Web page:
This week’s guest blogger, Carrie Curtis, recently attend Policy and a Pint: The State of Education hosted by The Current and the Citizen’s League and shares her perspective on the panel discussion.
Earlier this week I attended ‘Policy and a Pint’, an event hosted by MPR’s The Current and the Citizens League. This is a reoccurring forum dedicated to discussing a single public policy topic and this month’s topic was “The State of Education.” To help inform and speak on behalf of our state’s need to close the achievement gap, they included guest speakers Sondra Samuels of the Northside Achievement Zone, Kerry Muse of Venture Academy in Minneapolis and Michelle Walker, CEO of St. Paul Public Schools. As a new member to the JLM and girlfriend to an elementary school teacher, I was excited to be part of this event and found the discussion to be honest, full of passion and hopeful for the future.
To kick off the event, the panel debunked a few myths regarding the achievement gap noting this discrepancy is more than test scores – it is preparation, attendance, reading levels, and participation. While testing may be the most prolific factor, they all illustrate the disparity between students of race, socioeconomic status and gender. They also made it clear that if we are to have a conversation about the achievement gap, we need to have a conversation about race. This sentiment was also shared by Principal Lorraine Cruz of Richard R. Green Elementary school at the JLM January General Meeting. It’s a conversation that no one wants to have, but is necessary if we are to make progress. When it came to discussing solutions, a key theme to me was customization. Michelle Walker talked about “equity v. equality”. In today’s schools, teachers need to ensure that all children are treated the same (i.e. equality), but Michelle pointed out that not all students are the same. Instead, teachers need to suit individual student needs to ensure that all students achieve their potential (i.e. equity). Kerry Muse also shared some secrets to his success – he makes sure his kids are engaged in their own learning and development by having them reflect on what they know and what they need because every child wants to learn. Sondra made my favorite statement of the evening – when it comes to the achievement gap, “we don’t have a child problem, we have an adult problem” as it’s going to take change from policy makers, educators and parents to close this gap.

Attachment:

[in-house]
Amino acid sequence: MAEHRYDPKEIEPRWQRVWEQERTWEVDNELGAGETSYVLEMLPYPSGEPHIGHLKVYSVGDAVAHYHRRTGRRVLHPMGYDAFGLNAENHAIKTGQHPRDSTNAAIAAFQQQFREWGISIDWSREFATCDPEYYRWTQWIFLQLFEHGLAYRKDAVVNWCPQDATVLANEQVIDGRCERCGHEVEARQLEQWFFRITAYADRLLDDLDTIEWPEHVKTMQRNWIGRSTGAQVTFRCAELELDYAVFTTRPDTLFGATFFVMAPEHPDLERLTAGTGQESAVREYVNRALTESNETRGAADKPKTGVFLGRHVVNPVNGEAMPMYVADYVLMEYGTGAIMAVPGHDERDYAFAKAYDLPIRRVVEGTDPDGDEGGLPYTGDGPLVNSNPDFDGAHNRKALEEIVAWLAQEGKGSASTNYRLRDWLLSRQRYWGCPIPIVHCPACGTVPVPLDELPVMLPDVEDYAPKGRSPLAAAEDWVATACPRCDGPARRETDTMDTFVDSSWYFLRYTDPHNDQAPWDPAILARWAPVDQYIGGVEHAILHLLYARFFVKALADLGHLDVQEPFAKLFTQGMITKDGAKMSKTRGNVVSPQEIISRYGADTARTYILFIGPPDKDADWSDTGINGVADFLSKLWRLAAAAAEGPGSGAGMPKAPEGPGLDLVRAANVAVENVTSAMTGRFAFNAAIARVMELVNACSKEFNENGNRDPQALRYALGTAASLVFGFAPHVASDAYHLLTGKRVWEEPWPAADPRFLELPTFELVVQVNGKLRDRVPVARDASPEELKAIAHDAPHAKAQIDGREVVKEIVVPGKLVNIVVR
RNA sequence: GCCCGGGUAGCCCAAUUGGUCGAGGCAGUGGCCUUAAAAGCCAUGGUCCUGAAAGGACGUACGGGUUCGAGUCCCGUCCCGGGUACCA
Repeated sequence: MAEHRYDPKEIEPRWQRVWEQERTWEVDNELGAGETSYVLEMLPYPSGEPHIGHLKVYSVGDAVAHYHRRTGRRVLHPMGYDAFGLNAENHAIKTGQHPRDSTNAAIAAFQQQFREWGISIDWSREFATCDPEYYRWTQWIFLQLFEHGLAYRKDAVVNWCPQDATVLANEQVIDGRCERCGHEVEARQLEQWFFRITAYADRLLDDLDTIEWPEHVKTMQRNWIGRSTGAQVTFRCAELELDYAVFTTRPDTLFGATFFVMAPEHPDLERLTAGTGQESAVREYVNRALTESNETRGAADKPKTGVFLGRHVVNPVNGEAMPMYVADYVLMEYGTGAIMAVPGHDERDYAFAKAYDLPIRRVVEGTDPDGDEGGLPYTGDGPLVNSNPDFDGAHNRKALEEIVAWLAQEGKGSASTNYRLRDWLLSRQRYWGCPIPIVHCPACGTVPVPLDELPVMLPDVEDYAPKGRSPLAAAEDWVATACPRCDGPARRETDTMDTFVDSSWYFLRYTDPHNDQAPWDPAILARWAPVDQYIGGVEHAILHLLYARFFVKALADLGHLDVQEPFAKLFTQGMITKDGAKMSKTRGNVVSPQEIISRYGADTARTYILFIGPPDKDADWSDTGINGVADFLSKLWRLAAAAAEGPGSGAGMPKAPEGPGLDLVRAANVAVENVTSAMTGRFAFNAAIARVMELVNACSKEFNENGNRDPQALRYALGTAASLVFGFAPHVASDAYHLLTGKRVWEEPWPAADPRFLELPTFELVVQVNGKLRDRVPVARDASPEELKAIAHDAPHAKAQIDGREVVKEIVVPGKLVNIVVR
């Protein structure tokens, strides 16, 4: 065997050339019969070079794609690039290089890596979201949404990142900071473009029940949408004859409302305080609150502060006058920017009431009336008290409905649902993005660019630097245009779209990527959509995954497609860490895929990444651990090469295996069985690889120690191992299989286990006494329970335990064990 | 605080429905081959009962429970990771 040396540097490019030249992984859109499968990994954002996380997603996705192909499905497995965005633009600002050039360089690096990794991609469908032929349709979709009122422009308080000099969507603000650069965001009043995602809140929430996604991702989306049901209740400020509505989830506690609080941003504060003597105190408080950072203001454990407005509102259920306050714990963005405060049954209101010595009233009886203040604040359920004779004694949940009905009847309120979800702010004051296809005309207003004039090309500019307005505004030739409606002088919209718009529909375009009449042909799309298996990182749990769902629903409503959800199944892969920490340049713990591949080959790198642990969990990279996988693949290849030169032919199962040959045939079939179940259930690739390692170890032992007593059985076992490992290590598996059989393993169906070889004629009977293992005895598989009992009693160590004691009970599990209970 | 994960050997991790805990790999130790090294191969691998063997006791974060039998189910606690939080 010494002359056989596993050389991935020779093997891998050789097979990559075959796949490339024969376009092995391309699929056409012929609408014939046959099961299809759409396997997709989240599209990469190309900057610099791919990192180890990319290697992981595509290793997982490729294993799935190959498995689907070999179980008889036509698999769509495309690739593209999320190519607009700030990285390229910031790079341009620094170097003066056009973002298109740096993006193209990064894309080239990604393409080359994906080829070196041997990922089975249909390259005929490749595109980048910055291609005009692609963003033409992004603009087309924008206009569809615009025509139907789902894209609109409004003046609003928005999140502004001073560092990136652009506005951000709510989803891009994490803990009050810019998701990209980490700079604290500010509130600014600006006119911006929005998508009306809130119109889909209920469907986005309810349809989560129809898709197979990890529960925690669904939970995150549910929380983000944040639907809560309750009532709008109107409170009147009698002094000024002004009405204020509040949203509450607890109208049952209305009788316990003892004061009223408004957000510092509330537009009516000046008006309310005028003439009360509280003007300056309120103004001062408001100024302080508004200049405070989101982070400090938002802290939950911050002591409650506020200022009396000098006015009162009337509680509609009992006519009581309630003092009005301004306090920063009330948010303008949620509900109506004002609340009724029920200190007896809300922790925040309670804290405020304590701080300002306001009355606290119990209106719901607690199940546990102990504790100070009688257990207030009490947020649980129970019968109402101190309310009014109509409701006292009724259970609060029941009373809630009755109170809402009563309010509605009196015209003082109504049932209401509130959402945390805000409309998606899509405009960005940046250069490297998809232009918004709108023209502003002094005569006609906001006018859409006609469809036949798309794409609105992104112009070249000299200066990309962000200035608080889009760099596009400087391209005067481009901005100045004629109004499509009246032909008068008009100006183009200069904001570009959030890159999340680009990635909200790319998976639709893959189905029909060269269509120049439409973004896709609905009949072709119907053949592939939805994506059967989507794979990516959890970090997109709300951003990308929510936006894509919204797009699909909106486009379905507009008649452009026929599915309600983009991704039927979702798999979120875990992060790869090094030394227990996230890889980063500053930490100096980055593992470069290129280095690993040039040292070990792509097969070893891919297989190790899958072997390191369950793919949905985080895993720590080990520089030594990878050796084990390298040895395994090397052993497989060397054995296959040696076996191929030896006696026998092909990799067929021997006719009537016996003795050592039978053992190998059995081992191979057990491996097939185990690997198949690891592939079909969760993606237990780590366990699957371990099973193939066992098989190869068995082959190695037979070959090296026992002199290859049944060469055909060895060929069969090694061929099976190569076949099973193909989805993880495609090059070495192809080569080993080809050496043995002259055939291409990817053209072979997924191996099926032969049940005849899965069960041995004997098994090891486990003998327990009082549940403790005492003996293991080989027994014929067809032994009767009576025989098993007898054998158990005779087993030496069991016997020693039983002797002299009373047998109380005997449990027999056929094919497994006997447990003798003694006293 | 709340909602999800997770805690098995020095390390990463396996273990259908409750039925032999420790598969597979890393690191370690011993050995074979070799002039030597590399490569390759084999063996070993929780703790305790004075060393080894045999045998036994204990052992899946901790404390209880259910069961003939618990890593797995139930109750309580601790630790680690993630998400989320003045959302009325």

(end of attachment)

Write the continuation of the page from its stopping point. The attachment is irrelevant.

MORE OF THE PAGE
The closing message to the audience was to do more than talk about the achievement gap instead, to take action – make a difference by attending school board meetings, volunteer as a reading buddy, and advocate for policy changes that will create equity. To learn more about the action the Northside Achievement Zone is taking, check out their website at http://northsideachievement.org/